As an example, on this page:

    http://aussiehomeenergy.com.au/html/gas.html

    you show a table claiming this is the amount of ventilation required for use of an unflued gas heater. For my lounge room, this would require a window of approximately one square metre to be open - ridiculous.

    The table you are quoting is a guideline from the Building Code of Australia for "openable window space" for a room. This does not say that the window has to be open all the time, nor that it should be open fully when a gas heater is being used. It merely specifies the amount of window space recommended for each room.

    By claiming it is required for gas heating is possibly fraudulent, or at least calls into question the competence of the person(s) writing this.

    How much other stuff on this site is similarly flawed?

    ReplyDelete
  3. We would say surely if adequate airflow is to be provided by mechanical ventilation or natural ventilation, one can only assume this means the appliance is in operation or the natural ventilation, be it a window, is adding the adequate ventilation to the room in question.

    Quoted here from the Federal Government's Department of Health & Ageing's website, is the section on 'ventilation', taken from their report on 'The Health Effects Of Unflued Gas Heater Use In Australia'.

    The ventilation rate is the proportion of the room volume that is exchanged each hour for outdoor air. It is expressed as air changes per hour (ACH). Ventilation affects emission rates, because the higher the ventilation rate, the more energy required to heat the room. Factors affecting ventilation include:

    • infiltration, through fixed openings, cracks and interstices — this is increased by wind, a greater temperature difference between indoor and outdoor air, and by people moving around a room

    • natural controlled ventilation, through windows and doors — this may decrease if fixed openings close over time (eg due to spider-webs or dust), or if people close them

    • mechanical ventilation, achieved by mechanical means such as fans. The Building Code of Australia requires the provision of opening windows or the installation of a
    mechanical ventilation system conforming to the appropriate Australian standards (AS1668.2 1991 and AS3666). The code requires all occupied rooms to have ‘adequate flow-through or cross-ventilation and air quality’. This must be provided by natural ventilation from permanent, opening windows, doors or other devices with a combined opening size of not less than 5% of the floor area of the room to be ventilated, or a mechanical ventilation system conforming to the appropriate Australian standards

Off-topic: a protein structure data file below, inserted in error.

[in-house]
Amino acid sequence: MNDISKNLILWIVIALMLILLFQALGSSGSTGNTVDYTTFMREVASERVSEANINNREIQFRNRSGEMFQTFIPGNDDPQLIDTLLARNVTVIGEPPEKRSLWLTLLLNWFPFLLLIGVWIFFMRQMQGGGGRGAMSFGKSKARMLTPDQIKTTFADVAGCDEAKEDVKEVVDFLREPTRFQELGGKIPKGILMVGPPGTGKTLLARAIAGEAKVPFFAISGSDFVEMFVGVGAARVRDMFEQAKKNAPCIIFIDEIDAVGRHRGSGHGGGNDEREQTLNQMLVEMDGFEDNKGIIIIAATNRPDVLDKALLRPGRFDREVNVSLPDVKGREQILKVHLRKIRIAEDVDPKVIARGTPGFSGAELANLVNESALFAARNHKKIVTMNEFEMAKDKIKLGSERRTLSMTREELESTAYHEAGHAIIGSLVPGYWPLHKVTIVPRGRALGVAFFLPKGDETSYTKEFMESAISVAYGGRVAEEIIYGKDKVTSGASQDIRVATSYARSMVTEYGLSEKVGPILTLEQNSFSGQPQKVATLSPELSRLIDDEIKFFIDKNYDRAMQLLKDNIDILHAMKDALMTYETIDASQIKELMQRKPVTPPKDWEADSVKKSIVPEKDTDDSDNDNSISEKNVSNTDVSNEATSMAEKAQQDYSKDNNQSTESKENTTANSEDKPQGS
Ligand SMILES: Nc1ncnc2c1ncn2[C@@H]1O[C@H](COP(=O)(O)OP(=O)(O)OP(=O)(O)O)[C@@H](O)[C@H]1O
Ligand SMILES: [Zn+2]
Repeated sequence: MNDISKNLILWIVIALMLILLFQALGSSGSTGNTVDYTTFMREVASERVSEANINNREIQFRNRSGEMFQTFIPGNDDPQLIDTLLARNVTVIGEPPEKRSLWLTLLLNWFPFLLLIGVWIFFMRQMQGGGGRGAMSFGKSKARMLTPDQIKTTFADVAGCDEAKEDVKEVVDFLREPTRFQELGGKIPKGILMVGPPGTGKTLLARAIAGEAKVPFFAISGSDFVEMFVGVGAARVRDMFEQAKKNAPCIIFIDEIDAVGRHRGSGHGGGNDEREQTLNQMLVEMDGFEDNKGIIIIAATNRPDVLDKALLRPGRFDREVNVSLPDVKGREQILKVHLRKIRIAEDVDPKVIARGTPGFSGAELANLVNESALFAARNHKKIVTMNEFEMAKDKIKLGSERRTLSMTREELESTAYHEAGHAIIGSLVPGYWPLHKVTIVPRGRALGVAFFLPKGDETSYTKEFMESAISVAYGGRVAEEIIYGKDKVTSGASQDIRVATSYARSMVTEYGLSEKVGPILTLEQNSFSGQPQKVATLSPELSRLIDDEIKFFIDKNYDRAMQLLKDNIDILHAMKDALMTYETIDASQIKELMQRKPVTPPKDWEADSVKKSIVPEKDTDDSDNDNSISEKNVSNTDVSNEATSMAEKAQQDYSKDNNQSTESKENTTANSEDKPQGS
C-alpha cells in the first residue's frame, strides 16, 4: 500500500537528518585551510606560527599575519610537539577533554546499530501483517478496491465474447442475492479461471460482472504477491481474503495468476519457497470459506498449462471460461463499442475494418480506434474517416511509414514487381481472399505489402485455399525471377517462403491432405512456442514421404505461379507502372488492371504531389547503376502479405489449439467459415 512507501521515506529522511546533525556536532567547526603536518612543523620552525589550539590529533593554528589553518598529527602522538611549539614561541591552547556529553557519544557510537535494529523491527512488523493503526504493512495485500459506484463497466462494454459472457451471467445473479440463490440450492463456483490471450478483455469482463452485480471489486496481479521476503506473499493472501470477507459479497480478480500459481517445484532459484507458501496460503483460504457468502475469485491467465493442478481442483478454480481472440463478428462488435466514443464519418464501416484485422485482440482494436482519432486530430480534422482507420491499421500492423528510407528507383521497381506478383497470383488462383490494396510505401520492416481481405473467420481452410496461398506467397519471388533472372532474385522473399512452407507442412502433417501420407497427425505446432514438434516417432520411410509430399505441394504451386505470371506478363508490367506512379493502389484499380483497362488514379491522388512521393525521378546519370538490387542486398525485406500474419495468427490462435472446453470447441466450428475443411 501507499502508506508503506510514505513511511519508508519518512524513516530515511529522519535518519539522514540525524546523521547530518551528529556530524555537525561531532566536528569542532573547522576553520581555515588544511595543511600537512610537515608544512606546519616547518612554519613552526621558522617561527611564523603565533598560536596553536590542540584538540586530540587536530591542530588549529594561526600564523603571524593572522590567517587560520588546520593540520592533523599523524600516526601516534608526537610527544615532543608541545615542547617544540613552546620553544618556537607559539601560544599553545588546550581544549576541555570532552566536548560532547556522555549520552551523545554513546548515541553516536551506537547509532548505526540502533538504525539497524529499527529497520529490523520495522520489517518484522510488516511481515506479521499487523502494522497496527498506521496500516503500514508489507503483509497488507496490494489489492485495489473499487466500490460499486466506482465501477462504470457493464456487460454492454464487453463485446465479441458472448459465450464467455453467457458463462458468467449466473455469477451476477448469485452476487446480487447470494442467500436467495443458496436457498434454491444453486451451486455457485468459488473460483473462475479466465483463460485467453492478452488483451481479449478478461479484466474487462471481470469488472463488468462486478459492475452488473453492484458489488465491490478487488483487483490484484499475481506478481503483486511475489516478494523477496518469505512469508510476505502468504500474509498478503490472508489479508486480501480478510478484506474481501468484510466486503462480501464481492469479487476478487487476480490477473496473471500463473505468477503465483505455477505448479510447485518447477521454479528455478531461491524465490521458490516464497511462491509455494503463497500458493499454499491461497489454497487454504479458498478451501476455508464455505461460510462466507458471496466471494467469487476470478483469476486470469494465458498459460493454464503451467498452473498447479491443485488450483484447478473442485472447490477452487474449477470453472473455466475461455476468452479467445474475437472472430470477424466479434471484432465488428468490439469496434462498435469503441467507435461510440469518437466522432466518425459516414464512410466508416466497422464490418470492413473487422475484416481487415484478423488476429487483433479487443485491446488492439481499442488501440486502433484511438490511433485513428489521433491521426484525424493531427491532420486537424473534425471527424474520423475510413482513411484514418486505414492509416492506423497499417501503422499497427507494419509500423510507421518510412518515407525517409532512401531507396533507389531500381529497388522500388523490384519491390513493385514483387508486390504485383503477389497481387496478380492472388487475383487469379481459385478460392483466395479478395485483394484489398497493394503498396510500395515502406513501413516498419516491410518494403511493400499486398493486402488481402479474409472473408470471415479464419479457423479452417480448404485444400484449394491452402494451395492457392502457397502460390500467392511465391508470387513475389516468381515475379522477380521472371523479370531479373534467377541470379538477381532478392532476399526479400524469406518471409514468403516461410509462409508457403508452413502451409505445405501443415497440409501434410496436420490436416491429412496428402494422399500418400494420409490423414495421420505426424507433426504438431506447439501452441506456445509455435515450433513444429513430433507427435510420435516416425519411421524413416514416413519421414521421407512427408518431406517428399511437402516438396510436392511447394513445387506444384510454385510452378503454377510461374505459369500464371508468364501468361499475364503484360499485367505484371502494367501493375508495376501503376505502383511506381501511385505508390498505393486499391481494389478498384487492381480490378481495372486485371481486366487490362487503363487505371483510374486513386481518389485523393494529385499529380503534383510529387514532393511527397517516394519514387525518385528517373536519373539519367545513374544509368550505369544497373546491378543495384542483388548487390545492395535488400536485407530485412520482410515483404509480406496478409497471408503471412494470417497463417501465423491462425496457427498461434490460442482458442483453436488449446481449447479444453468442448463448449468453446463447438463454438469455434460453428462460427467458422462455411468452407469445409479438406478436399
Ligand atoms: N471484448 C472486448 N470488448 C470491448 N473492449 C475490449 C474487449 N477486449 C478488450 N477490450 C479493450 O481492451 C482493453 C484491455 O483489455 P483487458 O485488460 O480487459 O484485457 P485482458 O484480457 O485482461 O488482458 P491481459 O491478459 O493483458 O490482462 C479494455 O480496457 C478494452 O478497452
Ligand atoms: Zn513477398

(AS1668.2 1991 and AS3666).

    Measures to increase the energy efficiency of homes often decrease ventilation, either natural or mechanical. This decreased ventilation can result in indoor air contaminants, including those from unflued gas heaters, concentrating to high levels.

    A link to the Federal Government's Department of Health & Ageing's website for their report on 'The Health Effects Of Unflued Gas Heater Use In Australia', has been added to our original blog posting.

    The table you relate to was designed to merely assist householders, in easily seeing the 5% ventilation requirement, in a different light.

    During our home energy assessments, we have found a very high percentage [95%+] of householders, to have NO ventilation. Generally because of NO awareness!

    The 5% ventilation regulation is usually unknown of, nor known of being quoted in any appliance manual. Further when discussed with the householder this 5% regulation being such a small number, is often thought of as not relevant to the detriment of air quality in the room. The regulation itself being questioned by the non-aware householder.

    Is this a smart heating system for Australians?

    Surely for natural ventilation to be supplied via a window relating to 5% of the room's floor area, this window needs to ventilate and be open.

    The issues we see with this kind of heating, is getting householders to ventilate their rooms to keep air quality at a safe level. According to the regulation on 'safe air quality' and from what we have seen, the householder's air quality is at a non-safe level, and this according to information available, brings their future health into question!

    ReplyDelete